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Disabled encounters

A couple of disabled encounters this weekend. On Saturday I was sitting on the waterfront at Sai Kung. Sai Kung is probably the jewel in Hong Kong's crown when it comes to urban settings with the most glorious harbour filled with tree covered islands or, in one case, tee covered islands, as one has been filled with holes to provide a publically accessible golf course which, each weekend, attracts thousands looking for an escape from their cage homes in Sham Shui Po.

For those not engaged in putting balls in holes, on a sunny day, the waterfront is a great place to spend some time at the weekend. Apart from the wonderful views of the sea and the islands, there are numerous other attractions. The boat hire companies offering tours of the harbour, ferries to beaches and, for those who can't be bothered with the walk to Tai Long Wan, there are boats out to the remoter beaches. Pulled into the harbour wall are small boats selling seafood to those on the promenade above, hauling the catch up in small buckets. Cool guys in shades and speedboats cruise up to the harbour steps to pick up expensive looking couples looking for faster and more private routes to the beaches.

When I arrived at the waterfront I noticed a lot of paddles leaning against a wall. Some hours later, after a hair cut and a walk around the inner harbour, I saw the paddles were still there but, shortly afterwards, watched a group of 16-20 young, fit looking people picking up the paddles, descending the steps and paddling off in a dragon boat. I use this as an example of what a safe and trusting society this is that you can safely leave a pile of paddles leaning against a wall without the risk of some idiots walking off with them 'for a laugh'. Later, I thought I may have just witnessed twenty boat thieves running off with a dragon boat but I prefer to retain my positive view of human nature. As an aside, I was hiking today when I passed a small digger on Lamma Island that had been left on a building site for the weekend. Hanging off the cab were a yellow hard hat, a straw sun hat and a number of other miscellaneous items that the workmen had left and knew they would still be there when they returned to work.

Back on dry land, a guitarist was playing a very passable rhythm track, which went on for some time until his mates joined in with vocals. This was clearly a mistake and it was noticeable that they did not attract a crowd but still seemed to be enjoying themselves. I could hear a variety of hallelujahs, which were either from a very poor cover of Leonard Cohen's famous song, or evidence that they were an imitation gospel band.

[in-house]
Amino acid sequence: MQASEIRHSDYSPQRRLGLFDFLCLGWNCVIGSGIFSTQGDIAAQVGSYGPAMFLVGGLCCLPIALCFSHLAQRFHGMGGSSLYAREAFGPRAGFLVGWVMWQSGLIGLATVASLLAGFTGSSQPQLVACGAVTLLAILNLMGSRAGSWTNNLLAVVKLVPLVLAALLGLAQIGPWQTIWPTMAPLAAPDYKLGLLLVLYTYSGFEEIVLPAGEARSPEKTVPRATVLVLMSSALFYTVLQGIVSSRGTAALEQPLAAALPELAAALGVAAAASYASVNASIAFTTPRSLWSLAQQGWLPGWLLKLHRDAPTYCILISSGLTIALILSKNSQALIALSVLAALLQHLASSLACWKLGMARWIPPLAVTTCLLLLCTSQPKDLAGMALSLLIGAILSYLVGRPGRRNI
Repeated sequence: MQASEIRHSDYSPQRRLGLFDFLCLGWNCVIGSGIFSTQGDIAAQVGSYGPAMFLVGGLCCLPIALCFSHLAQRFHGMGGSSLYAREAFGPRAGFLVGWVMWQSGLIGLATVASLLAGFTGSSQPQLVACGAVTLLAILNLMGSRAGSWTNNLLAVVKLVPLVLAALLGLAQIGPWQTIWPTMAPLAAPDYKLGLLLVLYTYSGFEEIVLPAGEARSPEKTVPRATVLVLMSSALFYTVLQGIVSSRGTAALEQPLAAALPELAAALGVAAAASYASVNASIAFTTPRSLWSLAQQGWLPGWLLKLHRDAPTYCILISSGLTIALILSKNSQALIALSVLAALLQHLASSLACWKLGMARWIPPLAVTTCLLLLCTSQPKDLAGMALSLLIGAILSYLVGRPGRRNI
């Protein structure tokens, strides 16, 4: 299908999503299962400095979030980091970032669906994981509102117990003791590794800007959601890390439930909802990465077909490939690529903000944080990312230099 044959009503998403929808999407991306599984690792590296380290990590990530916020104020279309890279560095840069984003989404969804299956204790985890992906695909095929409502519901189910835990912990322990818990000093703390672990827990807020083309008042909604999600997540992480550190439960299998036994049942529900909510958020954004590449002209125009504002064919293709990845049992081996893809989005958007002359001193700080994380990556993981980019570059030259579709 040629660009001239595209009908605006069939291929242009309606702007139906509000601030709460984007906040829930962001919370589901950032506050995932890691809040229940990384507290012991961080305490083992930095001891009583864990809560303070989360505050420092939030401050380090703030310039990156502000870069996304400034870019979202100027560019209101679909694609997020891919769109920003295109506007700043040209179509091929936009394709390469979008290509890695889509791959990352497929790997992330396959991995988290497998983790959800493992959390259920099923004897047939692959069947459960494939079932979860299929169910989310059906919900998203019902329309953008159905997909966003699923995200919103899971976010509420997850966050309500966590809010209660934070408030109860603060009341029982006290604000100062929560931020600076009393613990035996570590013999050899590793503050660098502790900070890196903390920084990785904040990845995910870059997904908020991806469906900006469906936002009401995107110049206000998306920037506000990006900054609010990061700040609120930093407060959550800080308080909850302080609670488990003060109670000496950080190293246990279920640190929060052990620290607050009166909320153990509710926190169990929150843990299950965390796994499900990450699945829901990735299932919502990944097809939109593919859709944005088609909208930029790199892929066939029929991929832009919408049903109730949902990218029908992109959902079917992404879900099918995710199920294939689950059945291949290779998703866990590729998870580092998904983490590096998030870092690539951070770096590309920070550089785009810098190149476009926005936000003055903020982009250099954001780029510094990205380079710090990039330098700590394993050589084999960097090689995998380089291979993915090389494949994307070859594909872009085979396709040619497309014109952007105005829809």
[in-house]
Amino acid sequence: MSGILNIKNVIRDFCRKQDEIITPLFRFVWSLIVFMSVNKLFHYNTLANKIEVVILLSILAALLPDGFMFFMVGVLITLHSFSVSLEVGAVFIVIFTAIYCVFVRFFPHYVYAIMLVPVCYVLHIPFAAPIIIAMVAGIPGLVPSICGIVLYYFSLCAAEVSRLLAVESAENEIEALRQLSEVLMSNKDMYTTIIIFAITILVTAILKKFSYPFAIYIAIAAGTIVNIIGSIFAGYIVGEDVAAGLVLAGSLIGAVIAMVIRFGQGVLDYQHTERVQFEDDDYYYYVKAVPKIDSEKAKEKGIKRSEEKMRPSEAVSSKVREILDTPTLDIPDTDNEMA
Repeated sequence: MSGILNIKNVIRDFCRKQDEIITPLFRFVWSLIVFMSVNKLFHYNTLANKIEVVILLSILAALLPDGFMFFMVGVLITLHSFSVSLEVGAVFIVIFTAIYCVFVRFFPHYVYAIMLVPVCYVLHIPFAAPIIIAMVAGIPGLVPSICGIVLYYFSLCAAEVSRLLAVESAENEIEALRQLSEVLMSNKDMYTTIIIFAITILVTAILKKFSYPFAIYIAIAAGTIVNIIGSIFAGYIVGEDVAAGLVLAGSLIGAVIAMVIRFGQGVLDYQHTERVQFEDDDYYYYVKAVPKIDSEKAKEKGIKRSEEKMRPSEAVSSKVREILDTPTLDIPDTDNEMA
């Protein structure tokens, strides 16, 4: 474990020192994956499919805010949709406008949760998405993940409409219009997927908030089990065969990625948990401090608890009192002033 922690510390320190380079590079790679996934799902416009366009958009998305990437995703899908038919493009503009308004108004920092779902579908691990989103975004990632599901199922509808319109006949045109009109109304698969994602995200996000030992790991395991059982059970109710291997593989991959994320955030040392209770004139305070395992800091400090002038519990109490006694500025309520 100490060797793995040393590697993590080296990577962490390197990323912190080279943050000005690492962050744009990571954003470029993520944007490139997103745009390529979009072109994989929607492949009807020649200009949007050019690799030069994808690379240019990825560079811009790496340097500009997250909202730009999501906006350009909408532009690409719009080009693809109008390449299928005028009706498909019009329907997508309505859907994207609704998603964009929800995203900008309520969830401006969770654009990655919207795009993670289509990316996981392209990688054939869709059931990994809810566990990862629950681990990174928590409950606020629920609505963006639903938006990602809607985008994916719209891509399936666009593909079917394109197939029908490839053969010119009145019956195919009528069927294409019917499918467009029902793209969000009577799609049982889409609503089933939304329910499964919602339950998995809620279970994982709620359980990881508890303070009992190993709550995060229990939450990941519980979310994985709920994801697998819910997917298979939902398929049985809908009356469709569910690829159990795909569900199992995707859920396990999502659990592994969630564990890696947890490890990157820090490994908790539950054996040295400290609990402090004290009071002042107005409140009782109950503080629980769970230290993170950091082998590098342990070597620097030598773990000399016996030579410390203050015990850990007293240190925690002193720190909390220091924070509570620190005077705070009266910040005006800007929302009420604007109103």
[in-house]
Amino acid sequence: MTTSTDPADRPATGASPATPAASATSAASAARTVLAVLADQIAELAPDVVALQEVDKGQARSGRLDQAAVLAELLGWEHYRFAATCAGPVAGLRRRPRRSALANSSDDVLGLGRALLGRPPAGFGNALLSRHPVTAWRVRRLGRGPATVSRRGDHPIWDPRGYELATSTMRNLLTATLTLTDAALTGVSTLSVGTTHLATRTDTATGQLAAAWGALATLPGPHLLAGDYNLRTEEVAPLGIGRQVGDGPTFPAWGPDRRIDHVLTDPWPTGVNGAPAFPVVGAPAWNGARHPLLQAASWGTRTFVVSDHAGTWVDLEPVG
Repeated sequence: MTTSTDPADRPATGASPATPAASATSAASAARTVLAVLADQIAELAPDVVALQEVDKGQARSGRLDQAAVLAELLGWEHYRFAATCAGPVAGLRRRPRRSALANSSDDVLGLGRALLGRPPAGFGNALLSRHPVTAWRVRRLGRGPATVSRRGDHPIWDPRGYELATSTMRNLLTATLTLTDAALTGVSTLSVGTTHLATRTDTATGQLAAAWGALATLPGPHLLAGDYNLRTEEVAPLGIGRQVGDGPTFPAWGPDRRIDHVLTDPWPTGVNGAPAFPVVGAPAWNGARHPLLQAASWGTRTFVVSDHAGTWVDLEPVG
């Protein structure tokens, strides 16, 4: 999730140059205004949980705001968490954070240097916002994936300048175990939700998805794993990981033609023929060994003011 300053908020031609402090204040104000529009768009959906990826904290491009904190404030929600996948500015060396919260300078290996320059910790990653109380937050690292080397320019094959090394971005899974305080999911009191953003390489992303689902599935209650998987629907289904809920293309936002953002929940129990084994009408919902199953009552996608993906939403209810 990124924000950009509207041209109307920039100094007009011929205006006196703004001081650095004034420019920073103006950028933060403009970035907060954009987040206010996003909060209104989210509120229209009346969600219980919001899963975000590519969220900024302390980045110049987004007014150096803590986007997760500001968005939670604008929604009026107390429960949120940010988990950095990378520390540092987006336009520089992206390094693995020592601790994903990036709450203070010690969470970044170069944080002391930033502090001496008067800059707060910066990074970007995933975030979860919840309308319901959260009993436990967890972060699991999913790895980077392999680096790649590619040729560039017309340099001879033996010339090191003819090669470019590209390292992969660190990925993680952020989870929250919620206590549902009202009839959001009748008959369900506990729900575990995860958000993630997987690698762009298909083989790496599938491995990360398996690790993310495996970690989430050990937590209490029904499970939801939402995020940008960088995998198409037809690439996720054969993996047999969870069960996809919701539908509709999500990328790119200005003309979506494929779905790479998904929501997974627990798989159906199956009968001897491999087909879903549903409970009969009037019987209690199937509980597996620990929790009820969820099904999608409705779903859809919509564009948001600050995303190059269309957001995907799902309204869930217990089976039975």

Every weekend a man takes his place on the waterfront and sets up a variety of percussion instruments that he encourages young children to come along and hit, rhythmically or otherwise. I assume he must make some money by doing this and he is almost as popular as the Mister Softee van.

In addition to the gospel band, I could hear the strains of Canto-pop, not my favourite brand of music but acceptable, although the singing wasn't a huge improvement on the hallelujahs. On further investigation, I came across a session run by a group called Stewards ( who want to encourage a simpler lifestyle. The singers encouraged people to come up and join them, as did the dancers. Around the stage were a number of games: a giant Jenga set, metre long pick-up-sticks and a section with coloured buckets that children had to arrange in specified orders as fast as possible. By the number of people queuing to have a go at the games it looked as though the organisers were in for a late night. Great fun.

Back on the waterfront, I watched the numerous doggy people parading their dogs, the occasional, bare-chested, sweaty athlete, beautiful people stopping to take photos of themselves, some really ugly people stopping to take photos of themselves and then a couple came towards me. The man in a wheelchair with an uncertain number of limbs accompanied by a young woman struggling along on a pair of crutches. Progress was clearly a great effort and I couldn't help notice her T-shirt which bore the inscription "What doesn't kill you...." and nothing else. A wonderful piece of irony.

And then, today, I was hiking on Lamma Island. Being a sunny public holiday the crowds were out, but all were heading south towards Lamma's beaches so I headed north to Pak Kok Tsuen, where few tourists seem to venture. A nice walk with a lot of steps at the start and a number of short climbs up a well-kept concrete path leads the way to Pak Kok Tsuen (village) which is very well kept and very pretty, with a store where you can purchase food and drinks. Further along the path, on the way back towards Yung Shue Wan, I encountered a public toilet which, considering this was a fairly remote spot, was well-appointed with railings around the urinal so that the disabled, and those the worse for drink, could gain support while relieving themselves. Very commendable, but then I considered the various routes by which one could arrive at this public toilet. The village has a ferry pier with a steep walk up from the pier through the village. The route back to Yung Shue Wan involved further hills and steps and so there seemed little possibility that toilet's clientelle were likely to consist of a large number of disabled people requiring support railings at the urinal. Therefore, I could only conclude that the railings were for the benefit of the village inebbriates.